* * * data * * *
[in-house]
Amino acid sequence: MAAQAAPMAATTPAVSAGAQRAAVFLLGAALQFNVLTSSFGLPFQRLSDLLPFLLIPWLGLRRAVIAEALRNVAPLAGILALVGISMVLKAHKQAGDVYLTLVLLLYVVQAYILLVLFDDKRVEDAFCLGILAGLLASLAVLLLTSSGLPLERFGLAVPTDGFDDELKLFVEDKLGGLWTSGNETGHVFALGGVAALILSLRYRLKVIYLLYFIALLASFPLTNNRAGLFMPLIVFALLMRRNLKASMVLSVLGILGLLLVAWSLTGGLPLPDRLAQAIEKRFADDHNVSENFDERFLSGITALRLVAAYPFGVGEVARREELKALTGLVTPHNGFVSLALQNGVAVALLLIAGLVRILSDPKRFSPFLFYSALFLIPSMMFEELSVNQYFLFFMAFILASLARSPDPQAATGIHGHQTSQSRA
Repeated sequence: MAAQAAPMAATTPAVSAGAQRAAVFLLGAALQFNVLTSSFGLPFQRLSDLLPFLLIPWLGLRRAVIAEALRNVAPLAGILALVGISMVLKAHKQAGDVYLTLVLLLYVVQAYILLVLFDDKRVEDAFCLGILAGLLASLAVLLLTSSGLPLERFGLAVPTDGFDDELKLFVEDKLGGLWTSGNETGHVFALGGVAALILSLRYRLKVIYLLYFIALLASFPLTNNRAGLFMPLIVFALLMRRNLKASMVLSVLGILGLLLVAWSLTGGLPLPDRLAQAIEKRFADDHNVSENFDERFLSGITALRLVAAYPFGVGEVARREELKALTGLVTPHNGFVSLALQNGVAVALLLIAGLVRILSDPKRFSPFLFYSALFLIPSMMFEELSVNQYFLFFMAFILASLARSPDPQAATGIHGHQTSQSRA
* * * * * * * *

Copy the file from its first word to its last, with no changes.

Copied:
[in-house]
Amino acid sequence: MAAQAAPMAATTPAVSAGAQRAAVFLLGAALQFNVLTSSFGLPFQRLSDLLPFLLIPWLGLRRAVIAEALRNVAPLAGILALVGISMVLKAHKQAGDVYLTLVLLLYVVQAYILLVLFDDKRVEDAFCLGILAGLLASLAVLLLTSSGLPLERFGLAVPTDGFDDELKLFVEDKLGGLWTSGNETGHVFALGGVAALILSLRYRLKVIYLLYFIALLASFPLTNNRAGLFMPLIVFALLMRRNLKASMVLSVLGILGLLLVAWSLTGGLPLPDRLAQAIEKRFADDHNVSENFDERFLSGITALRLVAAYPFGVGEVARREELKALTGLVTPHNGFVSLALQNGVAVALLLIAGLVRILSDPKRFSPFLFYSALFLIPSMMFEELSVNQYFLFFMAFILASLARSPDPQAATGIHGHQTSQSRA
Repeated sequence: MAAQAAPMAATTPAVSAGAQRAAVFLLGAALQFNVLTSSFGLPFQRLSDLLPFLLIPWLGLRRAVIAEALRNVAPLAGILALVGISMVLKAHKQAGDVYLTLVLLLYVVQAYILLVLFDDKRVEDAFCLGILAGLLASLAVLLLTSSGLPLERFGLAVPTDGFDDELKLFVEDKLGGLWTSGNETGHVFALGGVAALILSLRYRLKVIYLLYFIALLASFPLTNNRAGLFMPLIVFALLMRRNLKASMVLSVLGILGLLLVAWSLTGGLPLPDRLAQAIEKRFADDHNVSENFDERFLSGITALRLVAAYPFGVGEVARREELKALTGLVTPHNGFVSLALQNGVAVALLLIAGLVRILSDPKRFSPFLFYSALFLIPSMMFEELSVNQYFLFFMAFILASLARSPDPQAATGIHGHQTSQSRA